The Rogue Google Toolbar: History and Variants
by Chris Boyd
Date: October 12. 2005
There is currently a browser hijacker in circulation which installs a fake Google Toolbar, hijacking the HOSTS file to redirect most Google domains and placing a homepage hijacker in the Temporary Internet Files folder, from which an Internet Explorer based search engine claims to be powered by Google. The bundle also includes a rogue antispyware tool, called ?World Antispy?.
However ? this attack, viewed out of context, does not build up a sufficient picture of the tactics / techniques used by the group responsible for the install. A press release by Panda Antivirus has covered the main features of this install here, and they had previously discovered an earlier version of this hijacker in April. Sunbelt Software also found a variant some weeks ago. But the group behind this has actually been trying to exploit Google since 2003.
Through systematic research, FaceTime Security Labs have found that there are three distinct versions of this attack, each one exploiting different security vulnerabilities and installing a different payload. Here is a HJT log from September 14th, 2003. Note the Google HOSTS file hijack. Here is a discussion thread that contains the same HOSTS file hijack, from even further back ? July 9th, 2003. Finally, here is one more discussion of this infection technique from September 26th, 2003.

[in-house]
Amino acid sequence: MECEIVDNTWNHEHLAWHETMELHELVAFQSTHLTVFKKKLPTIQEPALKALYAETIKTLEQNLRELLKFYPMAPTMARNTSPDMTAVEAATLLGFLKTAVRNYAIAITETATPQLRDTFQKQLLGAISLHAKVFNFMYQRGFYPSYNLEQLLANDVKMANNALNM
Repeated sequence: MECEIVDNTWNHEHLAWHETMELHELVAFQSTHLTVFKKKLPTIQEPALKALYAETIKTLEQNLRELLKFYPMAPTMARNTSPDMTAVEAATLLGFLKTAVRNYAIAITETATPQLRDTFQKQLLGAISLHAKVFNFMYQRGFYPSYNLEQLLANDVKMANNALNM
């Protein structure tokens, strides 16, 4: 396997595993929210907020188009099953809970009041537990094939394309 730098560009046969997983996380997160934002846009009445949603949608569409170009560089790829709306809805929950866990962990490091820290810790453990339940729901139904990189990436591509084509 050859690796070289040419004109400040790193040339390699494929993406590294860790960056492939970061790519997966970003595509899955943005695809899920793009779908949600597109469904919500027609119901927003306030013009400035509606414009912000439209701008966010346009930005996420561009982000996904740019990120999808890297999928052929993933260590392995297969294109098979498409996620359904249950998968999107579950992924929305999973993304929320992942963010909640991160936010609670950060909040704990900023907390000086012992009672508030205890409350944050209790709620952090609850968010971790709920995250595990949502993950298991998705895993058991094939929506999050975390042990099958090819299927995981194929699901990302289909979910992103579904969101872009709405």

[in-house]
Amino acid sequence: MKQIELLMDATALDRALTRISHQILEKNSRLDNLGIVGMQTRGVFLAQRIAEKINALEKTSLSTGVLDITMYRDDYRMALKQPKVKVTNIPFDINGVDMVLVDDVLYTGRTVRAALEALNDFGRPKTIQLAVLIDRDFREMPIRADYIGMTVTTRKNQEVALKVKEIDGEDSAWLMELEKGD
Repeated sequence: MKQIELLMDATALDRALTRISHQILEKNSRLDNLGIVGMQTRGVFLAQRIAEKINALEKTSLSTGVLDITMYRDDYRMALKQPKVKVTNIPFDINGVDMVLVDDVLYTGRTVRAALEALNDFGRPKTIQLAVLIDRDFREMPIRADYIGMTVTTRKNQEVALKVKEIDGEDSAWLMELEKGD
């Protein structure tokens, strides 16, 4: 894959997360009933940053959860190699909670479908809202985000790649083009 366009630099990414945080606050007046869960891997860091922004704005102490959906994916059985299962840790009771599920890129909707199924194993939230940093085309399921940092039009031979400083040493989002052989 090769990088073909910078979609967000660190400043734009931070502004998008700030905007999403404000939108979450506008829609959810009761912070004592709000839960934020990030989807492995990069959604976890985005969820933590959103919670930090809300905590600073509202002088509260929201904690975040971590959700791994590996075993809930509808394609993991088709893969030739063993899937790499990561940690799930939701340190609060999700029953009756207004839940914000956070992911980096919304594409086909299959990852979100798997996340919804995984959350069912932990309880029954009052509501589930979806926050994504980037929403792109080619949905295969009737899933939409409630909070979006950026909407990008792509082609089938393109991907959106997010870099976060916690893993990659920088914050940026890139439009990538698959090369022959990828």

The timeline should actually look something like this (taking into account the various elements of each installer):
July / September 2003: The attack begins with a similar install process to what we have now ? HOSTS file redirect, and a fake toolbar, made by an uknown third-party. There are no versions of this installer in the wild, from the research done on this particular file. Most likely, it has been long since abandoned by the creators.
March / May 2005: Bootpd.exe file found.
This file was UPX packed, and had the contents of the HOSTS file hijack hard coded into it. In addition, it added a ?Google? folder though it is unclear when looking from forensic logs at the time if the fake Google toolbar was included. Bootpd.exe seems to reside in the ?Google? folder from the majority of the logs examined, so this would seem to suggest no fake toolbar in this installer. Premiumsearch is still the eventual destination of the hijacked end-user, although this version of the exploit includes an uninstaller for the Bootpd.exe file, called ?Easysearch?. Numerous HJT logs from that time would suggest the uninstaller did not work, hence the numerous pleas for assistance on security forums.